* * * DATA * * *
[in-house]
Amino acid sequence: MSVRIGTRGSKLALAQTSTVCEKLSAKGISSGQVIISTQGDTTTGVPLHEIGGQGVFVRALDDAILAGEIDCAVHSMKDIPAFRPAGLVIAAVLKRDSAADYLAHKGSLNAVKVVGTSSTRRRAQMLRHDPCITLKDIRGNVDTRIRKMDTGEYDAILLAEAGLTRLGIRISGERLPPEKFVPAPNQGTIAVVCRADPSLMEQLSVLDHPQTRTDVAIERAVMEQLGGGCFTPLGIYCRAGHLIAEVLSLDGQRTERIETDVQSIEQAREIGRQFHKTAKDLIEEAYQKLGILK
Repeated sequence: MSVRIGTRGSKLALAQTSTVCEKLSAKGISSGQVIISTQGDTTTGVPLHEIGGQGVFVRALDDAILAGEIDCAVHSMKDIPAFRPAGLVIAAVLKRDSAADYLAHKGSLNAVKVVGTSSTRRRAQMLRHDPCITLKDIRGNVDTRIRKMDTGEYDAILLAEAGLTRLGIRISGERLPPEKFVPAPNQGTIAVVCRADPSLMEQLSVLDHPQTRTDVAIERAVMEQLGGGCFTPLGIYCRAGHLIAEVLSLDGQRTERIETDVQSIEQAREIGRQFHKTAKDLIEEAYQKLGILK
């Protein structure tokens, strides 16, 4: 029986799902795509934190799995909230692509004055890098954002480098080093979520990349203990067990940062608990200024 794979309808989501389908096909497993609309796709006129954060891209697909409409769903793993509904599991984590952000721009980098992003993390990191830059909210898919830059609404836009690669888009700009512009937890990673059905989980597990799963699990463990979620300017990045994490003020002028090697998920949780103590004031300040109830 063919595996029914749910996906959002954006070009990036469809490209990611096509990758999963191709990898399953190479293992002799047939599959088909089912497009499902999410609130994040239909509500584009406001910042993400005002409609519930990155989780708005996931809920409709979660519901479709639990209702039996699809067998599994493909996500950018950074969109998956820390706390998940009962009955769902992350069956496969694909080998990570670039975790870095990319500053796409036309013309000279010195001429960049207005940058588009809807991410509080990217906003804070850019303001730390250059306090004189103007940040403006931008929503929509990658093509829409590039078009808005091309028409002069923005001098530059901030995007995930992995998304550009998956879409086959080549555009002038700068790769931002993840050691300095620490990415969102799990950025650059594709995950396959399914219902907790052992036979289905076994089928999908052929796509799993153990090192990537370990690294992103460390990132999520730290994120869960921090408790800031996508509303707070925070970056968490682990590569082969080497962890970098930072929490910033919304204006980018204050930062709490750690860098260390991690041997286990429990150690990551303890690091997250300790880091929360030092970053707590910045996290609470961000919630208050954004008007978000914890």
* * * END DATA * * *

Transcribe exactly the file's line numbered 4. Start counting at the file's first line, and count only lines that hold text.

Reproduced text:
């Protein structure tokens, strides 16, 4: 029986799902795509934190799995909230692509004055890098954002480098080093979520990349203990067990940062608990200024 794979309808989501389908096909497993609309796709006129954060891209697909409409769903793993509904599991984590952000721009980098992003993390990191830059909210898919830059609404836009690669888009700009512009937890990673059905989980597990799963699990463990979620300017990045994490003020002028090697998920949780103590004031300040109830 063919595996029914749910996906959002954006070009990036469809490209990611096509990758999963191709990898399953190479293992002799047939599959088909089912497009499902999410609130994040239909509500584009406001910042993400005002409609519930990155989780708005996931809920409709979660519901479709639990209702039996699809067998599994493909996500950018950074969109998956820390706390998940009962009955769902992350069956496969694909080998990570670039975790870095990319500053796409036309013309000279010195001429960049207005940058588009809807991410509080990217906003804070850019303001730390250059306090004189103007940040403006931008929503929509990658093509829409590039078009808005091309028409002069923005001098530059901030995007995930992995998304550009998956879409086959080549555009002038700068790769931002993840050691300095620490990415969102799990950025650059594709995950396959399914219902907790052992036979289905076994089928999908052929796509799993153990090192990537370990690294992103460390990132999520730290994120869960921090408790800031996508509303707070925070970056968490682990590569082969080497962890970098930072929490910033919304204006980018204050930062709490750690860098260390991690041997286990429990150690990551303890690091997250300790880091929360030092970053707590910045996290609470961000919630208050954004008007978000914890």